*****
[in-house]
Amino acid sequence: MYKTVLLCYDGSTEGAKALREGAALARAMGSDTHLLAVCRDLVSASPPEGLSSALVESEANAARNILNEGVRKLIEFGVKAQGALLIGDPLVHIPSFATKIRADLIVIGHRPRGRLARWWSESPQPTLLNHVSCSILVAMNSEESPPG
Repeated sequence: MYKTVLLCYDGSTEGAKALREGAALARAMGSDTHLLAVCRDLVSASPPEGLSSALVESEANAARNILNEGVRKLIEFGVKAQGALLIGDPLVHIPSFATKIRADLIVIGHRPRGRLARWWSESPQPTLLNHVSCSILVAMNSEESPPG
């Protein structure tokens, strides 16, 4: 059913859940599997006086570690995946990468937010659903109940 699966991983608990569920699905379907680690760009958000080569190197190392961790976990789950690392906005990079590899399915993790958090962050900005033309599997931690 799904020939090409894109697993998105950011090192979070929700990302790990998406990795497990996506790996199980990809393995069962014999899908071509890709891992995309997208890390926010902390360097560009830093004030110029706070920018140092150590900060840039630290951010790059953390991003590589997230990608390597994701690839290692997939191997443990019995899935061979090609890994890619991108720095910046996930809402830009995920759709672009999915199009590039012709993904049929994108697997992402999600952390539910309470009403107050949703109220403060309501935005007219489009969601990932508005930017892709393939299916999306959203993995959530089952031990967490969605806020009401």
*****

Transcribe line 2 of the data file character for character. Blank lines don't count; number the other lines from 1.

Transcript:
Amino acid sequence: MYKTVLLCYDGSTEGAKALREGAALARAMGSDTHLLAVCRDLVSASPPEGLSSALVESEANAARNILNEGVRKLIEFGVKAQGALLIGDPLVHIPSFATKIRADLIVIGHRPRGRLARWWSESPQPTLLNHVSCSILVAMNSEESPPG